People living with cystic fibrosis generally need to eat more food than people like you or me to stay healthy. Cystic fibrosis, an inherited genetic disorder caused by a mutation on chromosome 7, affects the epithelial cells, specifically those in the lining of the lungs, pancreas and sweat glands.

Cystic fibrosis causes an imbalance in salt and water in the body. When this happens, the body produces a thick mucus, which can coat the lungs and prevent the intestines from absorbing essential nutrients. That interferes with weight gain.

Cystic fibrosis causes difficulty digesting and absorbing fat. Children and teens with cystic fibrosis are often underweight and may have trouble growing because of malabsorption. They require extra calories, particularly from fat and protein to help them grow and prevent illness. Caloric intake can be as much as 4,500 calories a day, more than twice the usual recommended daily limit, depending on their needs.

Diet options for people with cystic fibrosis

Like everyone, people with cystic fibrosis should eat a balanced diet that includes whole grains, fruits and vegetables, dairy products, and protein. High-fat, high-calorie foods and snacks; foods with extra salt and low in sugar, can be of great benefit to people with cystic fibrosis.

Good food choices can include cheeseburgers, pizza with extra cheese and vegetables, eggs, sandwiches with all the toppings, drinking milkshakes and eating desserts made with dairy and topping them with whipped cream.

Extra salt is also important because people with cystic fibrosis lose more salt in their sweat than others do. Keep a saltshaker on the table, allow salty foods and snacks like pretzels, french fries, pickles, and deli meats.

Keeping it simple, what can you add to meet the cystic fibrosis dietary requirements:

  • Extra butter and oil to bread, vegetables, salads, and any pan you are cooking in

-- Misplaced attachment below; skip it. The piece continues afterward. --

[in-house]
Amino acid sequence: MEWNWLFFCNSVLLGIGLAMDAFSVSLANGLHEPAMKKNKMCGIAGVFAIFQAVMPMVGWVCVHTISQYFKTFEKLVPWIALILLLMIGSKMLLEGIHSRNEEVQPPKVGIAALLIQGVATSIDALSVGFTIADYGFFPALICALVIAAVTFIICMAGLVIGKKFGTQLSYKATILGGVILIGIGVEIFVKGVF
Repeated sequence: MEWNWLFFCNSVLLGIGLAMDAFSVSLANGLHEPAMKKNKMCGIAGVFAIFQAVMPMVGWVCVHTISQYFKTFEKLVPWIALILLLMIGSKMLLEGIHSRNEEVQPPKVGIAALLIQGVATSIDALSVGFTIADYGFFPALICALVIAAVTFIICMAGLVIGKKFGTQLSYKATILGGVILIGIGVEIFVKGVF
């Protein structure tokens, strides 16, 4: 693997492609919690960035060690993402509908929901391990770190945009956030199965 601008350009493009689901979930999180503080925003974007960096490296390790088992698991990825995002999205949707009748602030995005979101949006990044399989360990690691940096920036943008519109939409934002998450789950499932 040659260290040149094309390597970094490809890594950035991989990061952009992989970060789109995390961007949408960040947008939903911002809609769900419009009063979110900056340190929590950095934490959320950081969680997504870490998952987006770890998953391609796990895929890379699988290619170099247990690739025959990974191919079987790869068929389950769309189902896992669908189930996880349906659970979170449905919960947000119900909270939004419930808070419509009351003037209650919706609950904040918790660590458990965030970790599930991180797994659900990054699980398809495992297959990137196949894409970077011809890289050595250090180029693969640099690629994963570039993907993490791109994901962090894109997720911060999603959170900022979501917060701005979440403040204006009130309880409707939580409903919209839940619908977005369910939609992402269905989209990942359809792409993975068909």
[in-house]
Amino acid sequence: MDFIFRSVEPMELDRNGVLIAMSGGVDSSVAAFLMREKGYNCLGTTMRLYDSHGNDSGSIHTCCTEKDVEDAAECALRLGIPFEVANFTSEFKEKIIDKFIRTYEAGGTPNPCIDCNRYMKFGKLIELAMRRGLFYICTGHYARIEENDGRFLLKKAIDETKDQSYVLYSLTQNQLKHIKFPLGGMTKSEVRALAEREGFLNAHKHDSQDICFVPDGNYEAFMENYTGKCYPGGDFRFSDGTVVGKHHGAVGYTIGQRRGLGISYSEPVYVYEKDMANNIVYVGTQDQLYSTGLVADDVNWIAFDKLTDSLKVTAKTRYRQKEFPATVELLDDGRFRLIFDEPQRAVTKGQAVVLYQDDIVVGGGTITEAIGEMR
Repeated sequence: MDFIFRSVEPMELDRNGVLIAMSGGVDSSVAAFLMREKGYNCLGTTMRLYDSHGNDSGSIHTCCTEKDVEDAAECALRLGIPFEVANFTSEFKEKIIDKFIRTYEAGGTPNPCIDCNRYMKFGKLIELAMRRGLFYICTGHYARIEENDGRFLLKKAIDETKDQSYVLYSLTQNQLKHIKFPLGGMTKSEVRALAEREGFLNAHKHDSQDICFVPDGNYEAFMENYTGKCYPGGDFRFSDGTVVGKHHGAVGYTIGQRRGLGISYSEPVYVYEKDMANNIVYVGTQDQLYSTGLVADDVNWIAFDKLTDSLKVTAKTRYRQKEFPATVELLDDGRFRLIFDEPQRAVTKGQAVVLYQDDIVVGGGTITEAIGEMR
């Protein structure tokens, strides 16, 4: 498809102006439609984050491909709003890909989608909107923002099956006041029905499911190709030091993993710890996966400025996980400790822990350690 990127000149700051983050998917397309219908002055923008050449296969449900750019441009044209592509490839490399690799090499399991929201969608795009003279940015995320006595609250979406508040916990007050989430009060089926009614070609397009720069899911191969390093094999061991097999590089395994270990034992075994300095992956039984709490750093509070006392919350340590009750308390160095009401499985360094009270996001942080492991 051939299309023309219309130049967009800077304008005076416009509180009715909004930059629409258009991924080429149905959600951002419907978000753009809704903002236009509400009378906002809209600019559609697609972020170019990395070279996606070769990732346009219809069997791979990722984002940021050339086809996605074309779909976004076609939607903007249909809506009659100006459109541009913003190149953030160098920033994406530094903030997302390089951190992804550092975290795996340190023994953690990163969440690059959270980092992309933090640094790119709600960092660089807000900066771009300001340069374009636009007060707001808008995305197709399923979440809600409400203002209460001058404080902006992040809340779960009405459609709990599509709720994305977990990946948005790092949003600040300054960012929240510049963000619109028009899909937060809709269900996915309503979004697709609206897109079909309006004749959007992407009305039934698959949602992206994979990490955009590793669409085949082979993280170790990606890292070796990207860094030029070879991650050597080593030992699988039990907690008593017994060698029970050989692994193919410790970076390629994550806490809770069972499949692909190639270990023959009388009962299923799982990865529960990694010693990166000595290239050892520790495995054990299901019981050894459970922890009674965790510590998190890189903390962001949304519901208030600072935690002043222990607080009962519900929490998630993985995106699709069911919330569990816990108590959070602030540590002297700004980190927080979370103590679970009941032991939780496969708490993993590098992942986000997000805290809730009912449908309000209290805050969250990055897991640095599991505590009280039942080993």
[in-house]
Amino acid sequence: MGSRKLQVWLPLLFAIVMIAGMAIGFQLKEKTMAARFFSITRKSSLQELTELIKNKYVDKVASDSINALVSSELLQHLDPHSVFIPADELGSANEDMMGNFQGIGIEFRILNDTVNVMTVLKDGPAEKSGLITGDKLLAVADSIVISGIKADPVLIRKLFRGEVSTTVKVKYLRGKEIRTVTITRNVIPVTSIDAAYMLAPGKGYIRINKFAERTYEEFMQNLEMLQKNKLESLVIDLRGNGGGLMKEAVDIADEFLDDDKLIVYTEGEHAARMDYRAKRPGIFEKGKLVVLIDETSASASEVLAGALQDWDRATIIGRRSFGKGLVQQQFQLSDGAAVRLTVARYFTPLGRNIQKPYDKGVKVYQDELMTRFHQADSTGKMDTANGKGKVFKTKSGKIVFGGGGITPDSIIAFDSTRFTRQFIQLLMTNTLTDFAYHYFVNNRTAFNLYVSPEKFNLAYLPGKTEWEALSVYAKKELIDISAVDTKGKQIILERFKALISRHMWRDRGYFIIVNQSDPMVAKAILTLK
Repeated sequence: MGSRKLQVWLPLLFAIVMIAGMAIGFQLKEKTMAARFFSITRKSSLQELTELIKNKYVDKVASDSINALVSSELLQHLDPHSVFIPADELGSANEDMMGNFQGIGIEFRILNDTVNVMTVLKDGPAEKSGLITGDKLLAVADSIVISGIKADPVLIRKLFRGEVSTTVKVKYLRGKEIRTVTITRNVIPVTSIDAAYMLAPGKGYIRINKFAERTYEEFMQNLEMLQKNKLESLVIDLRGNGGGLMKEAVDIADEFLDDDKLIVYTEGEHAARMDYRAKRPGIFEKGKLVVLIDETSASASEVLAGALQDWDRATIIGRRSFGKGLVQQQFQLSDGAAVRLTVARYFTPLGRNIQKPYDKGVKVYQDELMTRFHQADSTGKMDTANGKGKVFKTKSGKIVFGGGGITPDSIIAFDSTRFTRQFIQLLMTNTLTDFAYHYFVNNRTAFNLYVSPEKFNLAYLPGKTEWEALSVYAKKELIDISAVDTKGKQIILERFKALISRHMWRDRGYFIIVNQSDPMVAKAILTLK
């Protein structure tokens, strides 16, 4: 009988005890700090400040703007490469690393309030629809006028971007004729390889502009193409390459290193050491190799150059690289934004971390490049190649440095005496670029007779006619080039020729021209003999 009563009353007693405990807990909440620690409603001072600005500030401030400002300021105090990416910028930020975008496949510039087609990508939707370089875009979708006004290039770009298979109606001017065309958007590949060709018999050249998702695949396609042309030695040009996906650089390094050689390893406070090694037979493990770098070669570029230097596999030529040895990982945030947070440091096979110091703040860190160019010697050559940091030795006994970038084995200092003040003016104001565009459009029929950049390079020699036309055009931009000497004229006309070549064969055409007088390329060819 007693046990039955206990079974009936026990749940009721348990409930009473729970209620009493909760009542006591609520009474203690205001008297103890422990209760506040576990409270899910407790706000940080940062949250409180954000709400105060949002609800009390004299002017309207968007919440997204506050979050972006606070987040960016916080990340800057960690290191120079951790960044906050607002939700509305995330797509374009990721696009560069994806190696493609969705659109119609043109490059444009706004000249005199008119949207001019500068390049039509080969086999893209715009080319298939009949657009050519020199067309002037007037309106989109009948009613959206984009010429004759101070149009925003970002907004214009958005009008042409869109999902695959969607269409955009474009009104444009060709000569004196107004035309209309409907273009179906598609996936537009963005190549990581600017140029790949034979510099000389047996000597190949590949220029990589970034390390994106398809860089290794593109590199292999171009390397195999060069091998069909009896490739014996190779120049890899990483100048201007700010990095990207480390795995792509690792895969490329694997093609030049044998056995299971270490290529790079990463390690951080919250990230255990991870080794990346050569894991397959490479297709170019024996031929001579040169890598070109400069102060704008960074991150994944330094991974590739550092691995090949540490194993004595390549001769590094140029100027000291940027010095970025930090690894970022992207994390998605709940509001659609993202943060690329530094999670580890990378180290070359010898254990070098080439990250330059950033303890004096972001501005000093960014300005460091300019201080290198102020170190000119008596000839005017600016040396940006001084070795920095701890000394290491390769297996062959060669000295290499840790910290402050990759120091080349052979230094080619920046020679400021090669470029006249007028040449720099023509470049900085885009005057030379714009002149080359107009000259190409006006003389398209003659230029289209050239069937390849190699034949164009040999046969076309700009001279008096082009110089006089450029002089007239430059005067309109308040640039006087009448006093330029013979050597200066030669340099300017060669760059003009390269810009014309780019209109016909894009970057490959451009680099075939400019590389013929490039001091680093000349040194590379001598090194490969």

• Mayonnaise and mustard to salads and sandwiches or baking fish or chicken
  • Sour cream to dips, vegetables, and cakes
  • Whipped cream to top fruit, desserts, and hot chocolate
  • Dips and dressings
  • Cheese to eggs, sandwiches, mashed potato and pasta
  • Nut butters to crackers, sandwiches, and smoothies
  • Milk, cream, and yogurt to breakfast, sauces, and baking
  • Protein powder or nutrition supplements to drinks and smoothies.

It’s all about the snacks!

Three meals plus snacks can provide enough calories to help children grow and develop more normally. And this habit needs to remain into adulthood. Offering high energy snacks like seeds, nuts, grains, protein bars, cheese sticks, and vegetables can be easily carried to school and work and do not need refrigeration. Smoothies can be enriched with protein powder, yogurt, and even avocado.

Pancreatic enzymes

Pancreatic enzymes assist cystic fibrosis people better digest food, particularly fat, starch, and protein. This will help with pancreatic insufficiency, the lack of enzymes from the pancreas that help the intestines work properly. Pancreatic insufficiency can interfere with growth and weight gain and cause bad-smelling bowel movements. Supplemental enzymes are taken when eating meals to help food digest properly.


Vitamins are important for everyone’s normal growth and development. Cystic fibrosis people may not get enough vitamins A, D, E, and K. These are fat-soluble vitamins which are normally digested as part of fat absorption. There are vitamins specially formulated for cystic fibrosis people. Healthcare teams can best advise vitamin support.

Getting enough iron and calcium is important when a child’s bones are growing. Zinc can help support the immune system and ability to heal wounds.1

Feeding tubes

Children with cystic fibrosis who simply cannot get enough food into their diet to support normal growth and development may require supplemental feedings. These are done through two kinds of feeding tubes. A NG tube, nasogastric, is a tube inserted through the nose into the stomach. A longer-term approach to supplemental feeding involves a G-tube (gastrostomy). This is a tube that is inserted into the stomach during a surgical procedure that can accommodate enhanced formulas which add up to 2,000 calories in an overnight feeding.